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Clinical round up
  1. S Herbert1,
  2. L Haddow2
  1. 1Integrated Sexual Health, Ashwood Centre, Kettering, UK
  2. 2Infection & Population Health, University College London, Centre for Sexual Health & HIV Research, London, UK
  1. Correspondence to Dr S Herbert, GUM/HIV, Mortimer Market Centre, Capper St, off Tottenham Court Rd, London WC1E 6JB, UK; sophieherbert{at}nhs.net

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Gonorrhoea antimicrobial resistance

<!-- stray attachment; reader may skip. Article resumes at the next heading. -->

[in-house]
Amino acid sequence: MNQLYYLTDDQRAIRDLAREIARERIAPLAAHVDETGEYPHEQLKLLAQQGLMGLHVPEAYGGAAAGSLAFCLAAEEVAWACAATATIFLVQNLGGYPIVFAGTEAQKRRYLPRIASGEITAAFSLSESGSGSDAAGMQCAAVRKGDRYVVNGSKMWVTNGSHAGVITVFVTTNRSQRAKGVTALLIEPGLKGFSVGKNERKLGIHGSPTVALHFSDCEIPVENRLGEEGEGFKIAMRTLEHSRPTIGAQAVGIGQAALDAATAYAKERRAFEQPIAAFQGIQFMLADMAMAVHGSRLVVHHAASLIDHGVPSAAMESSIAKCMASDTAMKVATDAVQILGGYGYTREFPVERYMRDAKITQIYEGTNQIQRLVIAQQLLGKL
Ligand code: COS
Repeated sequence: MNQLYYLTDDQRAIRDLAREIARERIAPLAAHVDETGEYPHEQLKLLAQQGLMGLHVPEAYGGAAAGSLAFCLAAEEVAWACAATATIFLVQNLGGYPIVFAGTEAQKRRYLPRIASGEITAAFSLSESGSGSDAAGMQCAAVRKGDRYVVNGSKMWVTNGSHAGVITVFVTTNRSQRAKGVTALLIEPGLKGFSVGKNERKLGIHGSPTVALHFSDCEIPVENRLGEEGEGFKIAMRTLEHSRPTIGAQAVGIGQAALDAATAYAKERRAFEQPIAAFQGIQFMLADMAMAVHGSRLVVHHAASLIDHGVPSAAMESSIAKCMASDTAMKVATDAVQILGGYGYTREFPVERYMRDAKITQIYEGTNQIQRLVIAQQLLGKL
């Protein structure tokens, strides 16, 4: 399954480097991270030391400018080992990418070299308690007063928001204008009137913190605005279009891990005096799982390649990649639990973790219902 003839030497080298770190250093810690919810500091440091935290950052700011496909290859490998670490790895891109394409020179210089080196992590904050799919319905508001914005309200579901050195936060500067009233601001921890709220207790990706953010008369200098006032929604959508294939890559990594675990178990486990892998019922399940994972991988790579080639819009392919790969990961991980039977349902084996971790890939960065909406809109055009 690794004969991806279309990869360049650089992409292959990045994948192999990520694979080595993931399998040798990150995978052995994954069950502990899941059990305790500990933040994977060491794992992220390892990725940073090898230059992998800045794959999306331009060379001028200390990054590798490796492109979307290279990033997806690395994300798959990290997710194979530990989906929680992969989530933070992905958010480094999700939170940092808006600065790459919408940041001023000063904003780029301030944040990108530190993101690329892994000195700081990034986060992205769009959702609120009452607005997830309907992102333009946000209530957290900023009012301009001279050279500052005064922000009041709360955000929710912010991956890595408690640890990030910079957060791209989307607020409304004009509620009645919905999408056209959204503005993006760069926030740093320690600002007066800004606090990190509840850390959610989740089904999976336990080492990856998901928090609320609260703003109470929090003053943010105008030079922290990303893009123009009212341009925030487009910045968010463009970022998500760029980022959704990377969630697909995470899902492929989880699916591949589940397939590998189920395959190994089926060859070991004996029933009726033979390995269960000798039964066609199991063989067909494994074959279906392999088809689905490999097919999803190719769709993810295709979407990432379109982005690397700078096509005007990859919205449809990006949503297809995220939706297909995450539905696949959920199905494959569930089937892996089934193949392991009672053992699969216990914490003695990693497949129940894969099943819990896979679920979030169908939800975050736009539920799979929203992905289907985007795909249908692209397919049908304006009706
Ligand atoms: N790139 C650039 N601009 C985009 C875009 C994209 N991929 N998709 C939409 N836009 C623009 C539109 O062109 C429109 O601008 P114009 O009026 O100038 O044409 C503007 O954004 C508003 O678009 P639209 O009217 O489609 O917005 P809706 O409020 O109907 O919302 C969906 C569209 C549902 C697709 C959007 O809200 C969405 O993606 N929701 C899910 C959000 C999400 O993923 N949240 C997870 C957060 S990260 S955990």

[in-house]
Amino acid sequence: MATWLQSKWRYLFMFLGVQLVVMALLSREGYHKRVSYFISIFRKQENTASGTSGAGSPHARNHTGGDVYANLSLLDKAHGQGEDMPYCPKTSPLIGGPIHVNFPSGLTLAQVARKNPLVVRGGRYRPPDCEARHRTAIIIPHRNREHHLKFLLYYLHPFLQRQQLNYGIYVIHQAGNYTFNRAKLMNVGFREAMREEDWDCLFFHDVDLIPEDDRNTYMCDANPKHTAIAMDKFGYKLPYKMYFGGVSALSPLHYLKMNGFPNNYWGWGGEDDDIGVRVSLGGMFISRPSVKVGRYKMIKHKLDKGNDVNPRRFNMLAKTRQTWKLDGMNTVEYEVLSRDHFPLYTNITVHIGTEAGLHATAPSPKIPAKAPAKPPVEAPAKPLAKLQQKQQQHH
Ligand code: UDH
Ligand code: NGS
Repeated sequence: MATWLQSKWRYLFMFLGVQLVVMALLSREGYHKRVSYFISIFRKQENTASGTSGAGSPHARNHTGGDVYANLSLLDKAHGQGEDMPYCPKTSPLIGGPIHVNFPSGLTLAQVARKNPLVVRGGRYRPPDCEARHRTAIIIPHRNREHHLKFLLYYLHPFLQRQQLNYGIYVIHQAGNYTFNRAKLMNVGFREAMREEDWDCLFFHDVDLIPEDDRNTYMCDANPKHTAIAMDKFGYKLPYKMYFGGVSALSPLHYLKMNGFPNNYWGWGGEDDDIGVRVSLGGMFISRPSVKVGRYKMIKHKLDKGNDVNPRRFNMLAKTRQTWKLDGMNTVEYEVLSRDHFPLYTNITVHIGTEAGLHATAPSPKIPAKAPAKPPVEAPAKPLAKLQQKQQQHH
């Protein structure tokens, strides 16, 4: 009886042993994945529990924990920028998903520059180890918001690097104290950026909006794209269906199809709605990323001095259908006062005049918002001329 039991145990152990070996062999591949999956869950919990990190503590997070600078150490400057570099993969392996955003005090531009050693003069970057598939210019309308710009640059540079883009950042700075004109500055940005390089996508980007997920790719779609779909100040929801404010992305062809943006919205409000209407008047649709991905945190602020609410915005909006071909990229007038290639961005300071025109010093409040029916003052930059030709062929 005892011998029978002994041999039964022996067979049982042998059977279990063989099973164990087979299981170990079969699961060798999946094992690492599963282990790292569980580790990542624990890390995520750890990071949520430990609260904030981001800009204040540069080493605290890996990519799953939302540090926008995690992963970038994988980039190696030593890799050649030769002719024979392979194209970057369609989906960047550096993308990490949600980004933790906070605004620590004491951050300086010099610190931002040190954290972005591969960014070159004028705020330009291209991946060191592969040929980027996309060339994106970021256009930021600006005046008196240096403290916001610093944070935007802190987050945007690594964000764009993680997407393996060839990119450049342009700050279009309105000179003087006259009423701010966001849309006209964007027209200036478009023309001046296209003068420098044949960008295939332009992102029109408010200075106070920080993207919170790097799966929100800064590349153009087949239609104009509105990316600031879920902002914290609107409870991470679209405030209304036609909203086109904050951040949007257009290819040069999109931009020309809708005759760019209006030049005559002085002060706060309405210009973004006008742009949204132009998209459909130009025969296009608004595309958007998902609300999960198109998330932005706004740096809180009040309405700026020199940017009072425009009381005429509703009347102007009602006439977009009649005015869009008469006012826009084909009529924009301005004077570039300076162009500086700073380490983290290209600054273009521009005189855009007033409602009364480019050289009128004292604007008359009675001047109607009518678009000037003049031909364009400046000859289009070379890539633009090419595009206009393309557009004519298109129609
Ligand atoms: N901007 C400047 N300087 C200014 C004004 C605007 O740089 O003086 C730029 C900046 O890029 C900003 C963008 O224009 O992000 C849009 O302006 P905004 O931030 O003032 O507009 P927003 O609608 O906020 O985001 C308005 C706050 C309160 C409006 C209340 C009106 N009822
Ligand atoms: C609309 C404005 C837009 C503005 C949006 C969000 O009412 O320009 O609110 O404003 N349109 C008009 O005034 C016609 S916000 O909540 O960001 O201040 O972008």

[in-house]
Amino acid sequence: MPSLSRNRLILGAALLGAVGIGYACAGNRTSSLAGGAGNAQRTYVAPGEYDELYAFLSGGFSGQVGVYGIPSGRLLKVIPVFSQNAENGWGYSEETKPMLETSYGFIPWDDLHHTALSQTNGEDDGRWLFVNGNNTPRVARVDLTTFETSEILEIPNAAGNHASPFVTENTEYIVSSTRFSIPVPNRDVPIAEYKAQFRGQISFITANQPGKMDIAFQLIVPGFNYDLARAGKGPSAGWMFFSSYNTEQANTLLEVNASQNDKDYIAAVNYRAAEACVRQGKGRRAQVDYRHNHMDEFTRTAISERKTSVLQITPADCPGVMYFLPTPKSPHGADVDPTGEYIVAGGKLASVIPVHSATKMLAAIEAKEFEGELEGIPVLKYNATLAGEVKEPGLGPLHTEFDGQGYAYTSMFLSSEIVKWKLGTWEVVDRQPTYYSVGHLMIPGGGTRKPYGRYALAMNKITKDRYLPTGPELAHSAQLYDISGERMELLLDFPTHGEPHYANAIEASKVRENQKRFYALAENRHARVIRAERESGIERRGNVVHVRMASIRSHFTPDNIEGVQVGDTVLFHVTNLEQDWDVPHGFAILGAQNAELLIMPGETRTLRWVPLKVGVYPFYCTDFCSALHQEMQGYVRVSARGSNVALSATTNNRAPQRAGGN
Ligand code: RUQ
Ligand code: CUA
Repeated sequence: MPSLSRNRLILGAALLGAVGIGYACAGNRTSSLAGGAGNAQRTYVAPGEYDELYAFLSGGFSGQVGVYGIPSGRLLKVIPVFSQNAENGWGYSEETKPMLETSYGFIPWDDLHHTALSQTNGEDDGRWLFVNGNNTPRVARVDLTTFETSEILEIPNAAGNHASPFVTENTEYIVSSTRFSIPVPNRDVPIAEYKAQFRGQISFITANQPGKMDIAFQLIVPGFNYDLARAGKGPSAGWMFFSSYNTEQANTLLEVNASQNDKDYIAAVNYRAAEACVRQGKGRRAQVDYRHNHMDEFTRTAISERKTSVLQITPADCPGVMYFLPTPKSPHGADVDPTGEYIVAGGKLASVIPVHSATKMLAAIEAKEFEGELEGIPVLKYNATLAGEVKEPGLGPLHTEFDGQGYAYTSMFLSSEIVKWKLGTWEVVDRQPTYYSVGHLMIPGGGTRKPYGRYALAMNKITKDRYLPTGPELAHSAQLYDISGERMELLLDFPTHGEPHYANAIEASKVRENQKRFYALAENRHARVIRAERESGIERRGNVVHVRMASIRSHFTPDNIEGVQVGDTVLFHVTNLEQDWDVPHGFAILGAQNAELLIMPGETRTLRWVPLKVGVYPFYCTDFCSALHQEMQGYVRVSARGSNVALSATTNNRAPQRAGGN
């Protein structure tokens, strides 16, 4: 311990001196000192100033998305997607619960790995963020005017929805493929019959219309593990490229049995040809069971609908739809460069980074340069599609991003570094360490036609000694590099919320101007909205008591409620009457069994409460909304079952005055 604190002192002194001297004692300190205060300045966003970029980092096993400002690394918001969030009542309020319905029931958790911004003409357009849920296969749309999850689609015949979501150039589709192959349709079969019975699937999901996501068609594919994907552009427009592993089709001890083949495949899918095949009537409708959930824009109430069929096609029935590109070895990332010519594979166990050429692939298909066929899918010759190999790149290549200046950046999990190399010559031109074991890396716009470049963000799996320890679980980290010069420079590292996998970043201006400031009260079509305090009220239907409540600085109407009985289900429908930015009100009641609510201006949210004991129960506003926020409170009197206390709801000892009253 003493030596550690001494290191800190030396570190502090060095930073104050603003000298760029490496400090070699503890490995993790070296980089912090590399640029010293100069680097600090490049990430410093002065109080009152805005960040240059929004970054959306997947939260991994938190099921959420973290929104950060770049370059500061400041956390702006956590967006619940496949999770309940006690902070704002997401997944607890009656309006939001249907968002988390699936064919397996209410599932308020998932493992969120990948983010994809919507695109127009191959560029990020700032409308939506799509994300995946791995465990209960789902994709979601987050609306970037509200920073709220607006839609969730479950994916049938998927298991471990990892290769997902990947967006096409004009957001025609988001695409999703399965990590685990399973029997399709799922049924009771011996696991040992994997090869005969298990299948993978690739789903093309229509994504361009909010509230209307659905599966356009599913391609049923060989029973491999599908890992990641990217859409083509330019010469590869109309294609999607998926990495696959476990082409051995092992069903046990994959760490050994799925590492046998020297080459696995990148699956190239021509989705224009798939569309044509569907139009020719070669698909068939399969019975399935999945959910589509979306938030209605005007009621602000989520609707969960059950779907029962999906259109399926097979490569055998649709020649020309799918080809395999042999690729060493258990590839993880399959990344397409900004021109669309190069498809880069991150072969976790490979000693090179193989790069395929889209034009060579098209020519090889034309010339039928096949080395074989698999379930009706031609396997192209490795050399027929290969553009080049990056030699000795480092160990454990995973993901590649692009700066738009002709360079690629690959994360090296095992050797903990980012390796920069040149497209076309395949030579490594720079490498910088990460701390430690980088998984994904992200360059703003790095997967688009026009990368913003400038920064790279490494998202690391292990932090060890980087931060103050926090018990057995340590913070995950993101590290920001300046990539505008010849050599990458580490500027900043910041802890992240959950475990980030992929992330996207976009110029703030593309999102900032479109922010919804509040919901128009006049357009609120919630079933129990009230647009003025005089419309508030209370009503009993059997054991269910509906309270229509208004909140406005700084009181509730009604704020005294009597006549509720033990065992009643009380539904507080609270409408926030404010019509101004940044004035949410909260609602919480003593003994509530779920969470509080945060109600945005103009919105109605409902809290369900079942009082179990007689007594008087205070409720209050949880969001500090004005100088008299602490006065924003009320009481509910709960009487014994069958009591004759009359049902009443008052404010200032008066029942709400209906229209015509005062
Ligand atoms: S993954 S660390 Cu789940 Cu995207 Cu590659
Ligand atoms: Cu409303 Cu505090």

Fifer et al from Public Health England highlight in a letter in the New England Journal of Medicine1 a multiresistant strain of Neisseria gonorrhoeae (NG) in urethral and pharyngeal samples in a heterosexual man, who failed first-line dual therapy with a single intramuscular dose of ceftriaxone 500 mg and a single oral dose of azithromycin 1 g. The strain was resistant to ceftriaxone, azithromycin, cefixime, cefotaxime, penicillin, tetracycline, and ciprofloxacin, but was susceptible to spectinomycin. The urethral sample tested negative on test of cure but the pharyngeal sample remained positive. O'Farrell2 also highlights increasing gonorrhoea resistance to azithromycin. He postulates a possible mechanism through the use of single dose azithromycin for Chlamydia treatment through the National Screening Programme (NCSP), and inadvertent treatment of undiagnosed NG, as well as use of 1 g azithromycin in combination with ceftriaxone for NG treatment. Both letters remind us how important site-specific diagnoses are in the choice of gonorrhoea treatment. Fifer et al also point out …

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